What is it about classical music that makes us lose words? What is it about it that we find so hard to articulate or to explain? What is it about it that reduces even Stephen Fry - Stephen Fry, the reason the word 'polymath' is still in the dictionary - to an incoherent, pretentious train wreck?
I was no closer to an answer to these questions after 'A Classical Affair' at the Barbican last week, a discussion featuring the quartet of Fry, Classic FM creative director Tim Lihoreau, businessman and newspaper columnist Sir David Tang, and pianist James Rhodes. These weren't really the questions tackled: the discussion was meant more as an opportunity to reflect on the place of classical music in society today, how to address its popular perception of being 'antiquated' and 'irrelevant', that sort of thing. They did this by talking exclusively about antiquated and irrelevant classical music. Go figure.
Fry kicked us off by ruminating - ruminating as only he can - on whether there might be a better word for 'classical' music than 'classical'. He even gave us a hashtag for this question (#newnameforclassical). 'Orchestral' was quickly and comically dismissed on empirical grounds, and Fry was unsurprisingly unconvinced by some of the replies he'd received on Twitter suggesting 'dead' or 'shit' or things like that. That was more or less how the rumination ended. What was really intriguing about this, though, was that nobody needed to clarify what body of music they were actually talking about. Everyone apparently knew precisely what pieces and styles 'classical' constituted.
In fact, I think I had less idea how to define 'classical' after the discussion than I did before. What the term means to Fry and co. can more or less be summarised as old, great, traditional, proper, relaxing, nice. And this definition appears to concern 'the great composers' exclusively, by which they meant various famous dead people like Mozart. I hadn't realised that 'classical' just meant really old stuff, and I certainly hadn't realised that all those modern fellows, those Weberns and Ligetis and Schoenbergs, had completely missed the point of classical music and could be dismissed out of hand. Tang helpfully commented that the music of Webern 'sounds horrible'. Arnold Schoenberg is referred to throughout Fry and Lihoreau's Incomplete and Utter History of Classical Music as 'S------g'. And even James Rhodes, tonight's hip young pianist, with his jeans and trainers and the words 'I'm not an elitist' implicitly tattooed on his forehead, got in on the act. He declared that he had 'a real problem' with contemporary composers, and that he 'would to God [that] a contemporary composer actually wrote a fucking TUNE'. He was, of course, preaching to the choir, and this comment of his was greeted with cheers and applause.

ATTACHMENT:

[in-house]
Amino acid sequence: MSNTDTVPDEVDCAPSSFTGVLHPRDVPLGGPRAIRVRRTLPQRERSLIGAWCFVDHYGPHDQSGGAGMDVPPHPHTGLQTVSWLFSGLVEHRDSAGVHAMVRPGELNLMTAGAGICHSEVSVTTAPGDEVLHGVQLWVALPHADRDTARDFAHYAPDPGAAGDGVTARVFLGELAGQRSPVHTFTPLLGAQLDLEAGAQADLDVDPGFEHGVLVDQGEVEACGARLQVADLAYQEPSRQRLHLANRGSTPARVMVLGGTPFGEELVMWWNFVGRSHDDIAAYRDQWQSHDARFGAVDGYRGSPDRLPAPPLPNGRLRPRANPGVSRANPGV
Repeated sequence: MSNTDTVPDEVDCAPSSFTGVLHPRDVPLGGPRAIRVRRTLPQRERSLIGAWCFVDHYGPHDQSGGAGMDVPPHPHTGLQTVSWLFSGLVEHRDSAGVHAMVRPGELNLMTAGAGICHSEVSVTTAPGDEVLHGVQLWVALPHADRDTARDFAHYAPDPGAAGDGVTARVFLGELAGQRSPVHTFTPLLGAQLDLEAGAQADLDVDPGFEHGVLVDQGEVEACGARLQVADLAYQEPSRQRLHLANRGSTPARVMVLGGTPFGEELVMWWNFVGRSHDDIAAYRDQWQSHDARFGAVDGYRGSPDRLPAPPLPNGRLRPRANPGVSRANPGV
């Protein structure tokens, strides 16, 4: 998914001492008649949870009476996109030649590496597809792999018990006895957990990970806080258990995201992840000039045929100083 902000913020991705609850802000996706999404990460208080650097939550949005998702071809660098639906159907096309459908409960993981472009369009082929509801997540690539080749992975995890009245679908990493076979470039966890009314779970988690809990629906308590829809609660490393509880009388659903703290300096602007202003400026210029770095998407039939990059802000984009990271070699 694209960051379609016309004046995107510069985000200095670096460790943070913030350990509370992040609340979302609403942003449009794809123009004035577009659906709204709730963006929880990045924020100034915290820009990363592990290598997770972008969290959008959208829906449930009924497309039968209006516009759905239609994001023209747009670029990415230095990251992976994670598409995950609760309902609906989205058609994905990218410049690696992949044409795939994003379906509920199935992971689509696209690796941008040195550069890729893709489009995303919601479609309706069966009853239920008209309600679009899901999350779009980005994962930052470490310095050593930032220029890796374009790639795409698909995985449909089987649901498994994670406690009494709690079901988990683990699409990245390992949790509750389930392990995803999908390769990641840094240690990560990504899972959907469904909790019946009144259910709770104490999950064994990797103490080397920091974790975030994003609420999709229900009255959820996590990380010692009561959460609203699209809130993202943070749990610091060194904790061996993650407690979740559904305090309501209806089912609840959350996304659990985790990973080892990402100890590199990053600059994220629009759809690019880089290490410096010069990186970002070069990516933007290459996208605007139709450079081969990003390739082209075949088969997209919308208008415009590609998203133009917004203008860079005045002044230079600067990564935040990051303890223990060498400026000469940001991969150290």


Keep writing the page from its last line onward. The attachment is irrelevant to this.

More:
Seriously though, come on. Who would cheer and applaud if someone said 'I would to God that Alan Hollinghurst actually wrote a fucking FANTASY NOVEL', or 'I would to God that Lars von Trier actually directed a fucking CHICK FLICK', or 'I would to God that Seamus Heaney actually wrote some fucking LIMERICKS'? If tunes are not in many contemporary composers' repertoire, then that is because there are plenty of tunes to choose from in popular music, and so 'classical' composers today quite sensibly busy themselves with other tasks. It is beyond shameful to hear a pianist like James Rhodes, who clearly goes out of his way to attract a new audience to the concert hall, denigrate contemporary composition so forcefully and stupidly. And it is beyond hypocritical for a group of influential people like all those on stage to bang on about the power of classical music to enrich people's lives, without making any effort whatsoever to extend or challenge their knowledge or understanding of it.
Let me clarify: if there is a problem with classical music today, it is that people think it has finished. And if people think that classical music is 'dead', then this is because the classical music that they hear on the radio and watch Stephen Fry gush about is by dead people. To be fair, it's pretty hard to fault the logic. Fortunately enough, as it happens, classical music (for want of a better term) isn't dead, but this isn't because the spirit of Mozart lives on; it's because people are still composing it, many of them very well. Give Pierre Boulez's music the time it deserves. Listen to some Gerald Barry. Google 'Tansy Davies'. To appreciate any music is to explore it, to be drawn into it. Give contemporary classical music a chance of that, and then reject it. You too, Stephen.
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